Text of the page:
A twin is a single crystal composed of two or more parts with any part in reversed structural orientation to the next, or interpenetrated.

Contact twin:
Sharing a common plane.

Illustration 5

Interpenetrant twin:
Two individuals have grown from a common origin and appear to penetrate each other. e.g. cross stones.

Illustration 6

Lamellar twinning:
A series of contact twins often as extremely thin plates. Atoms in adjacent sheets are reversed, i.e. alternate plates are in the same order. This can give rise to special optical effects as in the feldspar labradorite.

Secondary twinning or parting:
The crystal is composed of very thin plates parallel to definite crystallographic directions. e.g. ruby, this gives rise to 'false cleavage'.

CRYSTAL SYSTEMS

Cubic
Three crystal axes of equal length intersect at right angles to each other. e.g. diamond, spinel, garnets. Tetragonal Three axes intersect at right angles to each other. The vertical axis is of unequal length while the two horizontal axes are of equal length. e.g. zircon, rutile.

Hexagonal
Four crystal axes. Three are of equal length and intersect at 60o to form a horizontal plane which the fourth intersects at right angles. The vertical fourth is of unequal length and forms an axis of 6-fold symmetry. e.g. Beryl, apatite.

Trigonal
Four crystal axes. Three of equal length intersecting to form a horizontal plane which is intersected at right angles by the fourth axis. The vertical fourth is of unequal length and forms an axis of 3-fold symmetry. e.g. quartz, corundum, tourmaline, dioptase, hematite.

Orthorhombic (Rhombic)
Three crystal axes of unequal length interest each other at right angles. e.g. topaz, peridot, Chysoberyl, iolite, sinhalite, andalusite.

Monoclinic
Three axes. Two of unequal length intersect each other obliquely to form a plane which is intersected by the vertical third (of unequal length) at right angles. e.g. jadeite, nephrite, diopside, orthoclase feldspar, serpentine, sphene, malachite, spodumene.

Triclinic
Three axes of unequal length intersect each other at oblique angles. e.g. turquoise, labradorite.

NOTE: The Gemological Institute of America (GIA) system for crystal types differs from the above. Contact their web site for information on their courses, books and so on.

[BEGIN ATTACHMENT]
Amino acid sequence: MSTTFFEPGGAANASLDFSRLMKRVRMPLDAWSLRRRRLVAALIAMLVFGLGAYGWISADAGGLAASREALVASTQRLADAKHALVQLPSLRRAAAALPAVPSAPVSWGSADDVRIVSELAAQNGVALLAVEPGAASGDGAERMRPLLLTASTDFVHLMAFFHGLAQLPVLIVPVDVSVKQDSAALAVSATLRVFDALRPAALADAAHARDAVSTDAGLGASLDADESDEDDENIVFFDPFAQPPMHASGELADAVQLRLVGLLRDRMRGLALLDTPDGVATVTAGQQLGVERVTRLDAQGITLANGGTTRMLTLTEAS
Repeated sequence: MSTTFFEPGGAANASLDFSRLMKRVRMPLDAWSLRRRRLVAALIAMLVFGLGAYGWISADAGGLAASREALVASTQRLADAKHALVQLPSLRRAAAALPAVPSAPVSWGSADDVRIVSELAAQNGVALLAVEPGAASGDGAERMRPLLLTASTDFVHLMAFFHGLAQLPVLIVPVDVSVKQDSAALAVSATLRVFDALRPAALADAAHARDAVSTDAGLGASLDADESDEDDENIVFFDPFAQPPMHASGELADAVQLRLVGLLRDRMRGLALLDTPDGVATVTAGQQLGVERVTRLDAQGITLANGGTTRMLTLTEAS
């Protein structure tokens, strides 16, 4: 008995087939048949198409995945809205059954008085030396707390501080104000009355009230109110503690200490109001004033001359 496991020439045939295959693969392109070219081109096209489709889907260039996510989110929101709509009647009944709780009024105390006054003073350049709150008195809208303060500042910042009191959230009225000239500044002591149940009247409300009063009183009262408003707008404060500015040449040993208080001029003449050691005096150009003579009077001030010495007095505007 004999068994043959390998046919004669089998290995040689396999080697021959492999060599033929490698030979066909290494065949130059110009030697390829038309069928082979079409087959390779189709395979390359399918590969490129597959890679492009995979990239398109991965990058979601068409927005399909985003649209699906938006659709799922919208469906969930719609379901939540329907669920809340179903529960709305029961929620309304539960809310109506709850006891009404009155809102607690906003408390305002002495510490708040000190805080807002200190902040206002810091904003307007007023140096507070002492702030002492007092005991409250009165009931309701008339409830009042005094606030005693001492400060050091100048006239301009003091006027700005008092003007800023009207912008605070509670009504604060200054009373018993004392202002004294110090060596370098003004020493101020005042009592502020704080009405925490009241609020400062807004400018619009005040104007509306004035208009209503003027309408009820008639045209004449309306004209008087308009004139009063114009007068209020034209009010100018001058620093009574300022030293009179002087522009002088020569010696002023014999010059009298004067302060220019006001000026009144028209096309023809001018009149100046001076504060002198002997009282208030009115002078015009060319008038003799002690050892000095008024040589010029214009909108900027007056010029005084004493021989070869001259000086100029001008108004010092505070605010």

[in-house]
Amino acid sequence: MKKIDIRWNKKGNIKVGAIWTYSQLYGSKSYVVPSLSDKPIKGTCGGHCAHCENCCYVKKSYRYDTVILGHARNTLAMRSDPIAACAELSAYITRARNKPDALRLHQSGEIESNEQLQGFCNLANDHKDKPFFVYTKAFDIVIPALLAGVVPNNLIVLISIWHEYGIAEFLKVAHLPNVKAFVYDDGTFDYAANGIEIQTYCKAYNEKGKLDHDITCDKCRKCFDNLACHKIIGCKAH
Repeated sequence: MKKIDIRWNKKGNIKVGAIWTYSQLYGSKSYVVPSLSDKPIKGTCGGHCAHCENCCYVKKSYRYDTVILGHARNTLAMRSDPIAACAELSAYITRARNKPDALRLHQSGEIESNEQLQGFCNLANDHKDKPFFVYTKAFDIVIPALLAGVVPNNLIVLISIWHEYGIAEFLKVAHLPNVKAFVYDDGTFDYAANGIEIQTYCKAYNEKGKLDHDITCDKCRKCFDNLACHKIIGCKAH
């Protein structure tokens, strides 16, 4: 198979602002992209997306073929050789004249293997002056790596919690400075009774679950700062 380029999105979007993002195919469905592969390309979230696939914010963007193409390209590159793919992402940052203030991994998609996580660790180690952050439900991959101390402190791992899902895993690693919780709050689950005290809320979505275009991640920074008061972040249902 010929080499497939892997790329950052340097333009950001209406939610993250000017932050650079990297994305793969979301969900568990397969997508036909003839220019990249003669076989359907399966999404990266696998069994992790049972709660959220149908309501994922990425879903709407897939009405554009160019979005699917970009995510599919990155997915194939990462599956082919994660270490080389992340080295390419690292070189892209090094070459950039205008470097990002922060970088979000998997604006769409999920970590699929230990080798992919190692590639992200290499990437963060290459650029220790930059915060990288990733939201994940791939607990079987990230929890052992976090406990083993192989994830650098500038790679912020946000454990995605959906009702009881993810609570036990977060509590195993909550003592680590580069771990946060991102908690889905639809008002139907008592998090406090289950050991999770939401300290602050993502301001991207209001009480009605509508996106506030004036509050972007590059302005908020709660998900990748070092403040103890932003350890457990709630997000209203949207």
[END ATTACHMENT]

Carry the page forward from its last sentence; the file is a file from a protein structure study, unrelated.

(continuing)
Illustration 7

Illustration 8

CRYSTAL SYSTEM SYMMETRY

Singly Refractive: Amorphous -- no crystal structure

 

Optic Axis
Cubic 9 planes 4 3-fold
-
13 axes 3 4-fold
-
a center 6 2-fold
-


Doubly Refractive:

 

Optic Axis
Tetragonal 5 planes 1 4-fold
uniaxial
5 axes 4 2-fold
a center

 

Optic Axis
Hexagonal 7 planes 6 2-fold uniaxial
7 axes 1 6-fold
a center

 

Optic Axis
Trigonal 3 planes 3 2-fold uniaxial
4 axes 1 3-fold
a center

 

Optic Axis
Orthorhombic 3 planes 3 2-fold biaxial
a center

 

Optic Axis
Monoclinic 1 axis biaxial
a center

 

Optic Axis
Triclinic no planes biaxial
no axes
a center

Uniaxial
The optic axis of the crystal is parallel to the main crystal axis. One direction of single refraction.

Biaxial

There are two directions of single refraction. (optic axes)

GEMSTONES BY CRYSTAL SYSTEM (major ones)

*Diamond simulants, man-made (U) = uniaxial, (B) = biaxial

Cubic
Diamond
Sodalite
Fluorite
Spinel
GGG *
Strontium Titanate*
Garnet
Yttrium Aluminate*
Lazurite (Lapis Lazuli)
Yttrium oxide*
Pyrites
Cubic Zirconia*

Tetragonal (U)
Idocrase
Rutile
Zircon

Trigonal (U)
Calcite (marble)
Quartz
Corundum
Rhodochrosite
Dioptase
Tourmaline
Hematite

Orthorhombic (B)
Andalusite
Marcasite
Chrysoberyl
Peridot
Danburite
Sinhalite
Enstatite
Staurolite
Iolite
Topaz
Kornerupine Zoisite

Monoclinic (B)
Azurite
Nephrite
Diopside
Orthoclase Feldspar
Epidote
Serpentine
Euclase
Sphene
Jadeite
Spodumene
Malachite

Triclinic (B)
Axinite
Kyanite
Microcline Feldspar
Plagioclase Feldspar
Rhodonite
Turquoise

*Diamond simulants, man-made (U) = uniaxial, (B) = biaxial

Minerals, Crystals and Their Systems
Copyright © Charles Lewton-Brain 1986 -1994
This is an introductory listing of definitions and nomenclature concerning gem materials.